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    In this neighbourhood, the little things count. From its historical roots in London’s fabrics trade, the artistry of handmade wares has long been celebrated, and continues to thrive. We meet the twenty-first century tradesmen and women still taking the time to master a craft.

    Artisans of Fitzrovia

    J.P. Guivier & Co
    Musical instrument restorer
    99 Mortimer Street

    Robin Hamilton has been playing, mending and crafting exotic breeds of stringed instruments for decades. Having learned the violin aged eight, he now repairs their modern-day counterparts as the Head of Workshop and Restoration at J.P. Guivier & Co. Originally established in 1863, the company has risen to become one of the most respected violin dealers and restorers in the UK, with Hamilton at the helm for nearly forty years. Now based in Fitzrovia’s Mortimer Street, it serves a musical community that ranges from beginners and adult amateurs to young prodigies and professional soloists. Alongside the sale and valuation of stringed instruments, their workshop offers set-ups, small-scale repairs, and the full restoration of violins, violas, cellos and fine bows.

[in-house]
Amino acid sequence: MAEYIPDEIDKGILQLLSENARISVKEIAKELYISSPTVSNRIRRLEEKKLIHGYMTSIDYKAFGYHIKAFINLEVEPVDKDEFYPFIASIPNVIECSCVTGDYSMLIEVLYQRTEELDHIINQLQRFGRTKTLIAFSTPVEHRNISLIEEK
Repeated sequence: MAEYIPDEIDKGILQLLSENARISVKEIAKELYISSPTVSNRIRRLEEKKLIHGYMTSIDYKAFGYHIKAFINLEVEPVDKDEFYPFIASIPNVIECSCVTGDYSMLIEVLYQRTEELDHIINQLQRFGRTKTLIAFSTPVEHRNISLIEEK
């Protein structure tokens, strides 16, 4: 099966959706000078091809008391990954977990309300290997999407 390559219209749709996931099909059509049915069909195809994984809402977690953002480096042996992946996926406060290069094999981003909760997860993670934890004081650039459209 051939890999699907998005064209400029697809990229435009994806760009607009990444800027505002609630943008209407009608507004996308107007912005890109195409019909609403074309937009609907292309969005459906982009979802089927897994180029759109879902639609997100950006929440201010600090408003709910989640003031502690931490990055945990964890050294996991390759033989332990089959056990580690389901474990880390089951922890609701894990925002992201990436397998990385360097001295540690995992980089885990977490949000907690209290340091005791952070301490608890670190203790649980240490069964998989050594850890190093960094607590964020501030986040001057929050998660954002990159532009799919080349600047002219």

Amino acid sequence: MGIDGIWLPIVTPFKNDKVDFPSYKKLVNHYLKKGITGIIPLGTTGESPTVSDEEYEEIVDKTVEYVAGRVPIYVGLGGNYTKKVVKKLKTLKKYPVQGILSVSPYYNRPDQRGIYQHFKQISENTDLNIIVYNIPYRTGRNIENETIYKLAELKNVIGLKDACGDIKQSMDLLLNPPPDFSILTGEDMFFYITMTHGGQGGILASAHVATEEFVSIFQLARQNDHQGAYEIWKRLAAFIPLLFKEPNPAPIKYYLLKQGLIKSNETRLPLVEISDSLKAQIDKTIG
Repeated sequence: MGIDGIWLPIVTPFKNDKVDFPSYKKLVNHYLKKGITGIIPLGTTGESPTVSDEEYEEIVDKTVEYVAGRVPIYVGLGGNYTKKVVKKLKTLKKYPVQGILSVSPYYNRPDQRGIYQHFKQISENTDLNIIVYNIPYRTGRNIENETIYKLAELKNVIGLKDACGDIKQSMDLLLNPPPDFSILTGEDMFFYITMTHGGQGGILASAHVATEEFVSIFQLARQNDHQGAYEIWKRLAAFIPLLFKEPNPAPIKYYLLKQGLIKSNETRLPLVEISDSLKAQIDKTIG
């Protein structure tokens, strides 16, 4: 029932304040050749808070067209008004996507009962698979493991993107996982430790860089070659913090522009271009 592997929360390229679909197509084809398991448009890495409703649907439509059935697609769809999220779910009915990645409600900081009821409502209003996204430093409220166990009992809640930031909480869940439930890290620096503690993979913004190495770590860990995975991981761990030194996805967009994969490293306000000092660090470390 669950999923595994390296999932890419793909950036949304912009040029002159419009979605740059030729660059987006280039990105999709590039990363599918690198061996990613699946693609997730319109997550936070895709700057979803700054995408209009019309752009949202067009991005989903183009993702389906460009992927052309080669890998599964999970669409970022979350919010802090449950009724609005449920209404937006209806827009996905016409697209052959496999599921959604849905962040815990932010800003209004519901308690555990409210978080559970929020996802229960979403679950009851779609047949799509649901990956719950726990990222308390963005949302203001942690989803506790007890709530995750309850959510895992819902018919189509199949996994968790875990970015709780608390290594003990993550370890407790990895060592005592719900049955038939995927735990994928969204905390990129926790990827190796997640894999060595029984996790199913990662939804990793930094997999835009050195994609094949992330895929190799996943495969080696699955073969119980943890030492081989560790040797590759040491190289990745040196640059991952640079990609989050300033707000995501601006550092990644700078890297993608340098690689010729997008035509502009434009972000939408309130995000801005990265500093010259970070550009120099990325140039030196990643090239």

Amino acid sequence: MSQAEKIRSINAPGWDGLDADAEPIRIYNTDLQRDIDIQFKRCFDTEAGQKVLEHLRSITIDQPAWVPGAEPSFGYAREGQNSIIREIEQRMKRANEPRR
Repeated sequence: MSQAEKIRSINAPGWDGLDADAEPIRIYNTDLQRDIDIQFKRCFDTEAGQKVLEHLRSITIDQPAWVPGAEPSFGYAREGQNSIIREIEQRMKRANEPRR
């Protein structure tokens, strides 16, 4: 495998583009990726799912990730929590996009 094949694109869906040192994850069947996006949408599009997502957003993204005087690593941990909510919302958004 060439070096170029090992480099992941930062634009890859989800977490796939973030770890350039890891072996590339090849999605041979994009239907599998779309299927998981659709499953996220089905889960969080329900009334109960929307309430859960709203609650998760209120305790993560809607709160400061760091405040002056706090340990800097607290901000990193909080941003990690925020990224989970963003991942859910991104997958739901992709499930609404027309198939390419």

Taylors Buttons
    22 Cleveland Street

    Press the buzzer outside the charming Victorian townhouse at 22 Cleveland Street, and you’ll soon find yourself surrounded by wall-to-wall boxes piled high with the most delicate buttons, zippers, poppers and fabrics – all belonging to Mrs Maureen Rose. The formidable gentlewoman works in this room every day from 11am to 4pm, quietly hand-stitching and embroidering customised fabrics around intricate buttons for one-of-a-kind adornments. Mrs Rose has been making buttons for almost fifty years, and at the helm of Taylors for over a decade, during which she has supplied buttons for the regalia of Queen Elizabeth II, Princess Diana, the Duchess of Cornwall and Margaret Thatcher (“while she was in office”).



    Black Sheep Coffee
    Independent coffee house
    63 Charlotte Street
    5-7 Goodge Street

    Black Sheep co-founders Eirik Holth and Gabriel Shohet have always put more care into their morning brew than most. In their student accommodation at the University of St Andrews, the bracing scents of freshly-ground coffee would regularly waft down the halls: “We were known as the coffee flat,” recalls Holth, who now lives near the Black Sheep café in Fitzrovia. “We were experimenting with different beans and blends all the time, even as teenagers.” After graduating, the friends moved to New York and Milan to pursue corporate careers. But they couldn’t escape their caffeine fix: a few years later, over a cross-continental Skype call, they agreed to quit their jobs and head to London to start up their own business. Thus Black Sheep’s motto to this day: “Leave The Herd Behind.”